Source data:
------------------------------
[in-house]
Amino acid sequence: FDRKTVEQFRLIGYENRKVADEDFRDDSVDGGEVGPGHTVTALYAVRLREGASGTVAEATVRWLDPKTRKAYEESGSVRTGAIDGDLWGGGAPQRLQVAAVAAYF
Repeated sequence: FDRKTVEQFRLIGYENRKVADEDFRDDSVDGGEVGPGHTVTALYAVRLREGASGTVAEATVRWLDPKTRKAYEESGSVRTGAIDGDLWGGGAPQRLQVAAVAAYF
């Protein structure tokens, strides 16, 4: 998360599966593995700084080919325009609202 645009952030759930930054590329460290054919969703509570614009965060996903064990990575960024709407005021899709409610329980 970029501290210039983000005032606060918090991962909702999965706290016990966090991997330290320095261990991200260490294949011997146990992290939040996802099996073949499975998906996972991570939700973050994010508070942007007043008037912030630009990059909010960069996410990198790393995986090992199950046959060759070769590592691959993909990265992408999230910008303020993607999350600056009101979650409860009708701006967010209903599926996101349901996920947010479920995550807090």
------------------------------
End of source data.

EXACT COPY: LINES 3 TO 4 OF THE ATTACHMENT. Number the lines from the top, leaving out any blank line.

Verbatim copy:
Repeated sequence: FDRKTVEQFRLIGYENRKVADEDFRDDSVDGGEVGPGHTVTALYAVRLREGASGTVAEATVRWLDPKTRKAYEESGSVRTGAIDGDLWGGGAPQRLQVAAVAAYF
């Protein structure tokens, strides 16, 4: 998360599966593995700084080919325009609202 645009952030759930930054590329460290054919969703509570614009965060996903064990990575960024709407005021899709409610329980 970029501290210039983000005032606060918090991962909702999965706290016990966090991997330290320095261990991200260490294949011997146990992290939040996802099996073949499975998906996972991570939700973050994010508070942007007043008037912030630009990059909010960069996410990198790393995986090992199950046959060759070769590592691959993909990265992408999230910008303020993607999350600056009101979650409860009708701006967010209903599926996101349901996920947010479920995550807090």